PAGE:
Soon the questions progressed to many of the same issues that had been discussed with Mr. Howie last year. But this time the overarching framing was not so much what the company was trying to do as what it was unable to do.  From the way the questions and answers flowed, it seemed that RJR/JTI-Macdonald did not have the know-how to do much of anything, let alone to do anything complicatedly wrong.

Mr. Howie confirmed many areas in which the company did no research at all. Not into the health consequences of smoking. Not on the effects of nicotine. Not on why people smoked. Not about why they quit. Not on how they smoked cigarettes or whether they 'compensated' for low deliveries. If Mr. LaRoche was trying to establish that his client met expectations for some level of diligent effort by manufacturers, he had an unusual way of doing it.

Instead, Mr. Howie testified that the company and its scientists relied on information produced by others -- most notably by the research department in the Bowman Gray building in Winston Salem. Their American owners provided them with direct research support, and also kept the up to date with other research findings (Exhibit 40352). 

It was a good arrangement, Mr. Howie said. "Right from the start it was an excellent relationship. They were well qualified, knowledgeable people. Good people. Great to visit. ... In my whole career it was one of my best relationships with any outside group." 

Yet research of any kind did not seem to figure very highly in the answers Mr. Howie gave today about the many issues where his company's views differ from those of the plaintiffs. It was his own experience and observations that were used to support his conclusions.

A former smoker (he quit 8 years ago), he recalled his motivation for smoking in ways that made no mention of any drug effect. It was instead "the ritual, the habit, the hobby," that kept him smoking."The ritual of going out and buying a pack of cigarettes. Bringing it home, opening up the cellophane and getting the first smell of the fresh tobacco." ...  "the climax of lighting the cigarette and taking the first puff."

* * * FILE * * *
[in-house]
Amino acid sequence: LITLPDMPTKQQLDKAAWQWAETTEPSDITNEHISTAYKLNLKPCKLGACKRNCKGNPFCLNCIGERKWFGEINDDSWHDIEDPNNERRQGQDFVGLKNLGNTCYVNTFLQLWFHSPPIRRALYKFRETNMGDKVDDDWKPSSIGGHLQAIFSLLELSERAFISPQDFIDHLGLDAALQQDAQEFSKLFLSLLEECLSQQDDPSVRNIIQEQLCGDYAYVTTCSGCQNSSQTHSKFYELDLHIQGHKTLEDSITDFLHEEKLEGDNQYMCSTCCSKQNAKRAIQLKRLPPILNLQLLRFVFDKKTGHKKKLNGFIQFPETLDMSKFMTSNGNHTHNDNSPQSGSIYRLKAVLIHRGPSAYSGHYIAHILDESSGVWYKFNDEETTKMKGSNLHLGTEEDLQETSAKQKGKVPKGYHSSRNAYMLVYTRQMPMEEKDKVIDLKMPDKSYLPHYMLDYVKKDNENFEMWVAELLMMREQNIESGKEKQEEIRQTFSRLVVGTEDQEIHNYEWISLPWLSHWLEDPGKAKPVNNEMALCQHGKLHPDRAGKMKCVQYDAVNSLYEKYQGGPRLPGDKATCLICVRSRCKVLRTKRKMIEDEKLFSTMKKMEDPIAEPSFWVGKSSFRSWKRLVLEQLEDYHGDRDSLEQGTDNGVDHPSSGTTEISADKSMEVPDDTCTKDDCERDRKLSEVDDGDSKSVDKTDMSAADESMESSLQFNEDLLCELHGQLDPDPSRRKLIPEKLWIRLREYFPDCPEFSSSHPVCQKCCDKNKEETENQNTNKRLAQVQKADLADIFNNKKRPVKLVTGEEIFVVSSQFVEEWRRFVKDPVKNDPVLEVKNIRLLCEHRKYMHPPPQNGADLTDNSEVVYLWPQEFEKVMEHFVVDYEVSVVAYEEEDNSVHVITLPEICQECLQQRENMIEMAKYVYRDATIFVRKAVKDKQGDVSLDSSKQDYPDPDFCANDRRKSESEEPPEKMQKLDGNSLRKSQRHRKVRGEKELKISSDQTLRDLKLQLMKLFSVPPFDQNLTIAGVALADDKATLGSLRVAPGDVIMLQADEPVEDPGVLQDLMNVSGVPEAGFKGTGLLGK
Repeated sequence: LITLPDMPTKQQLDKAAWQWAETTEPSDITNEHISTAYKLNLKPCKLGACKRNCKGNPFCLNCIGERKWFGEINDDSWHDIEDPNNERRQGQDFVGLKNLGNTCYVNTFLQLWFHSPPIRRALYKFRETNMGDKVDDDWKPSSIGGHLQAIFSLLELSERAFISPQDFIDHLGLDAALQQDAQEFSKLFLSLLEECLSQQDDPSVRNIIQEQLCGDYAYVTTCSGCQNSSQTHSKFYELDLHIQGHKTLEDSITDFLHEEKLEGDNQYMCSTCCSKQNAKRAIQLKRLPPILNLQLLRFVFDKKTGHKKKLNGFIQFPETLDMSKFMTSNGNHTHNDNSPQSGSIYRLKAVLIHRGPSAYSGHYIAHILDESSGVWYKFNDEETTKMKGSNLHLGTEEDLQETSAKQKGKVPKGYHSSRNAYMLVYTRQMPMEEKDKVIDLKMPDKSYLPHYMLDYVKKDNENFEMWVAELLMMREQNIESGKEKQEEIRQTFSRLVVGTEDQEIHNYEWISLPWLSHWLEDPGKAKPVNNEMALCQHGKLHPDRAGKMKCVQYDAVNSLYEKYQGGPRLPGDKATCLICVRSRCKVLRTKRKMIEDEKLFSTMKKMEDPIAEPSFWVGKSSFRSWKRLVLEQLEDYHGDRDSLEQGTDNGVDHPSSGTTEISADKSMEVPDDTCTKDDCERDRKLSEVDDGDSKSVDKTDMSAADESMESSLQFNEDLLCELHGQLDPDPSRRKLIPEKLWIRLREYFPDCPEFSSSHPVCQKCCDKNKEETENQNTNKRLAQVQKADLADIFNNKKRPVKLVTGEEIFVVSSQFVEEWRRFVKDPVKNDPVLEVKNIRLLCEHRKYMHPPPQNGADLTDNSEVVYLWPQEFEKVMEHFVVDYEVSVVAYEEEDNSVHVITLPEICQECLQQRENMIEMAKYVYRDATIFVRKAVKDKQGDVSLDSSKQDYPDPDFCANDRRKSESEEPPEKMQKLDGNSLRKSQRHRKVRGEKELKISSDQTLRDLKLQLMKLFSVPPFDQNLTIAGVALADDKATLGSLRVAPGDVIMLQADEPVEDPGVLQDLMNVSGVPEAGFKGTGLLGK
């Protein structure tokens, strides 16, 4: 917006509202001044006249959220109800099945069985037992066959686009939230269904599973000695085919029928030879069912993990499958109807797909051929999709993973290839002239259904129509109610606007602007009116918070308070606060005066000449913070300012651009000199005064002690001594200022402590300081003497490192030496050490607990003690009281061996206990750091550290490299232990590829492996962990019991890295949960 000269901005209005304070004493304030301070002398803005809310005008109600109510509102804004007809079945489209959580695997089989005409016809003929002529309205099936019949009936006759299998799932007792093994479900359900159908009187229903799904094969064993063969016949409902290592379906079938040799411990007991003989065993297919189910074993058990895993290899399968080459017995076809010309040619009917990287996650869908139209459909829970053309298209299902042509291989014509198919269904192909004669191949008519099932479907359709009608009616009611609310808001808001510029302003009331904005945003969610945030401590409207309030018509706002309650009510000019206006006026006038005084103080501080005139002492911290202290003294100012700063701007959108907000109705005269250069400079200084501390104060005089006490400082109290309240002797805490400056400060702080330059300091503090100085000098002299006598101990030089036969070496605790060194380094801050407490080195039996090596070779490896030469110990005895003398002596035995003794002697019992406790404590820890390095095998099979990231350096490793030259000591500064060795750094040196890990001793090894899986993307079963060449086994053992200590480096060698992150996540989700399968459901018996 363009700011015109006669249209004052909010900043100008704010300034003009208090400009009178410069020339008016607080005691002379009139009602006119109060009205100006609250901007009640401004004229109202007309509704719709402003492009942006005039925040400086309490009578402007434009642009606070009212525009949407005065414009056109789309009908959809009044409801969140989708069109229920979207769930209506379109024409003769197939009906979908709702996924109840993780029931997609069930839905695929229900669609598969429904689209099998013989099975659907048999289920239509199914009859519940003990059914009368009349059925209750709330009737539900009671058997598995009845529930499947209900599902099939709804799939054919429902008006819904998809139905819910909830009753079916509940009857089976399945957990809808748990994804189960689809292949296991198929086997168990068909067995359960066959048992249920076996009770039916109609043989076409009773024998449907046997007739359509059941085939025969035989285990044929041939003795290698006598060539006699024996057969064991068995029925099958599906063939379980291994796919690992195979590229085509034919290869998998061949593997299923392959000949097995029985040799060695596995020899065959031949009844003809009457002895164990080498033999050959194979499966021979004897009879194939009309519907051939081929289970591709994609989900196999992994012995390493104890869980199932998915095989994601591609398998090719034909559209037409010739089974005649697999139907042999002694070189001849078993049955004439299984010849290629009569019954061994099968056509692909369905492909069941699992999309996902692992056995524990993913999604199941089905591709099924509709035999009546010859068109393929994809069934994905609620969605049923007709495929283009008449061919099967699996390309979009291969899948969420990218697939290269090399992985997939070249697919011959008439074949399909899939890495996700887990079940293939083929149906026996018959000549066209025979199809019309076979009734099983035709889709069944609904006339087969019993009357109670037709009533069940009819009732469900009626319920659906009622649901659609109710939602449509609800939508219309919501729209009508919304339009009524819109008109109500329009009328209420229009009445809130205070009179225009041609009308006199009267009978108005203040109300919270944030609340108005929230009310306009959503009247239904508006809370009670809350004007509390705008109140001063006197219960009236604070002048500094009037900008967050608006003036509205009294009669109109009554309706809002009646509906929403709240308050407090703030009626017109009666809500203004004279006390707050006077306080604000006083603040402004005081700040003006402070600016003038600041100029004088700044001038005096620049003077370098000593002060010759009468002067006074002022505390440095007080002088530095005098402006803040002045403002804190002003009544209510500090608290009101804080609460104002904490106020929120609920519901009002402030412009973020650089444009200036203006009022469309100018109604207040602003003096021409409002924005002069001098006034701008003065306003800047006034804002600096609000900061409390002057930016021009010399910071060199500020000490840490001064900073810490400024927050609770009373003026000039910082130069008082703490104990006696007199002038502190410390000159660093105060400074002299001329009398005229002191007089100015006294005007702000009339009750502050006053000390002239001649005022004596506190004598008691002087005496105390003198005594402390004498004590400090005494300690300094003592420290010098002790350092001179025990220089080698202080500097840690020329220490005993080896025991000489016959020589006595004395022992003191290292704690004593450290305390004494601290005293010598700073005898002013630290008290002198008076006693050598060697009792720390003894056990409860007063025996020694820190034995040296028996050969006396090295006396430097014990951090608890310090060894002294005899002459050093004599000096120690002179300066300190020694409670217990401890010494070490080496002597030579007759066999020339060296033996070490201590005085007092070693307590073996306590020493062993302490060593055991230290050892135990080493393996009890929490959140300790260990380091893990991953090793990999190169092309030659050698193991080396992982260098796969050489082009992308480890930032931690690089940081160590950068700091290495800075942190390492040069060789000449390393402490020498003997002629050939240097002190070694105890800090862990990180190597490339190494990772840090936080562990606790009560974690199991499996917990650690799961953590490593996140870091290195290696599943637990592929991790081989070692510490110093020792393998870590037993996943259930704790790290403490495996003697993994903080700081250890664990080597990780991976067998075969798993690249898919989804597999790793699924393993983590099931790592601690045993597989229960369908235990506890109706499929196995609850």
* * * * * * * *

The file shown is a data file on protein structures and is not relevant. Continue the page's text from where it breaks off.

When he decided to quit (why? "Getting to a certain age, I thought that it was best to quit, given the link.) he had no difficulty in quitting cold-turkey. Oh yes, he had benefitted from lower tar brands by "weaning" himself down tar levels until quitting was not too much of an effort.

It was what he saw in the market place that suggested that nicotine is not the drug that drives smoking. "If that were true, all that people would need to do is to buy nicotine gum or the patch. They wouldn’t need to buy cigarettes any more. But it is the ritual of the cigarette and the combination of the tar and nicotine that gives a unique taste and flavour." 

He based his doubts about ongoing compensation on his own physical reaction to smoke. "You can tell [when you are compensataing] because the cilia hairs - when you are smoking a high tar cigarette you can tell those aren’t working and you get a lot of phlegm and are coughing a lot."

What's in a number?

For many years, cigarette packages displayed quantities of tar, nicotine and carbon monoxide on the side of the package. The accuracy of the numbers shown has been called into question in this trial -- but Mr. LaRoche introduced an even larger challenge to the usefulness of any numbers when he asked Mr. Howie to talk about a calibration exercise undertaken among tobacco laboratories in Canada. (Exhibit 40349).